Climate conditions affect grasshopper populations differently each season, and this year’s conditions made for extreme numbers. Grasshoppers spent the winter as eggs in the soil, unaffected by cold air temperatures. The unusual snowpack we had provided insulation against drying out and colder soils, which allowed for a higher number of eggs to survive and hatch. And now here we are, with what seems like apocalyptic numbers in some areas.
Most grasshopper species in Utah produce one generation per year. Eggs hatch under warm spring temperatures, and the grasshoppers develop through about five nymph stages before becoming winged adults.
Grasshoppers feed on agronomic crops, pasture rangelands, weeds, ornamental plants, and vegetables. Their chewing mandible mouthparts wreak havoc as they tear away plant tissue, and consume the foliage, flowers, fruits, seed heads, and stems – essentially all above-ground parts. If populations are high enough, this feeding can lead to economic setbacks, and farmers in some areas are reporting economic loss due to grasshopper damage.
Consider these tips to help reduce growing grasshopper populations.
* Monitor for nymphs early in the season as they feed in weedy areas along fence lines and roadsides. When this vegetation dries up, they’ll move to farms and home gardens. This nymphal stage is also the prime time for management as they are less mobile and more susceptible to treatment.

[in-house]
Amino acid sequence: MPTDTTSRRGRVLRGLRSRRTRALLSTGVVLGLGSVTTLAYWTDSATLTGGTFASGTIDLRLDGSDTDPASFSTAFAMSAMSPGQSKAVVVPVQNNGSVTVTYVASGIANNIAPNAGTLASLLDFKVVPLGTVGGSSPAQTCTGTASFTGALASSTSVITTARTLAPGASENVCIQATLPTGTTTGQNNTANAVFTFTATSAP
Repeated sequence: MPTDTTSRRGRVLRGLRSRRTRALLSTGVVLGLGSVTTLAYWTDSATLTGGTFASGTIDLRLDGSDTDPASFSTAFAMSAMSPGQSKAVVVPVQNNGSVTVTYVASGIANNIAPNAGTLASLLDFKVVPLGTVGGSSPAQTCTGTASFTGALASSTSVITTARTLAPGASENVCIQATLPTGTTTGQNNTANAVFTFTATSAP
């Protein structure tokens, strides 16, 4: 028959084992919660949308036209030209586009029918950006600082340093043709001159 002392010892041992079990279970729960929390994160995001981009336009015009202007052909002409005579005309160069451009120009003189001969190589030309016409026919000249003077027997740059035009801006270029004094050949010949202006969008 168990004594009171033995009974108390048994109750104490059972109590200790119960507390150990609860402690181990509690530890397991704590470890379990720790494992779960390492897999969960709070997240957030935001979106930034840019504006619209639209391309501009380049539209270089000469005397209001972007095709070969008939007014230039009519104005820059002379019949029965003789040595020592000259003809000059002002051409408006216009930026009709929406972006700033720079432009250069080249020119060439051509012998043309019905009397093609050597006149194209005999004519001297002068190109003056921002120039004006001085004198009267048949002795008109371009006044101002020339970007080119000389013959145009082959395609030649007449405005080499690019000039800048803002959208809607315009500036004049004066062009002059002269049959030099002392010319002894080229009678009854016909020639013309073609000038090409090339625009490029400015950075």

* Manage grasshoppers using insecticides as concentrate sprays, dusts, or baits. Unfortunately, popular organic bait products containing the microsporidium fungus Nosema locustae (e.g. , NoLo Bait and Semaspore) are in short supply or unavailable through most sources. Other bait products using active ingredients such as zeta-cypermethrin + bifenthrin, malathion, permethrin, and carbaryl are labeled for grasshopper use in home gardens. Consult your local garden center about what products are currently in stock and verify that the target crop and grasshoppers are listed on the label.
* In small gardens, grasshoppers can be physically barred using row covers with insect netting or a lightweight spun-bond material. They can also be hand-removed (during early, cool mornings) and placed into soapy water. Natural predators such as birds, reptiles, mammals, and other arthropods feed on grasshoppers, but unfortunately not usually enough to mitigate damaging numbers.
Contact: Nick Volesky, Utah State University Extension Integrated Pest Management team, Nick.Volesky@usu.edu, (435) 797-0319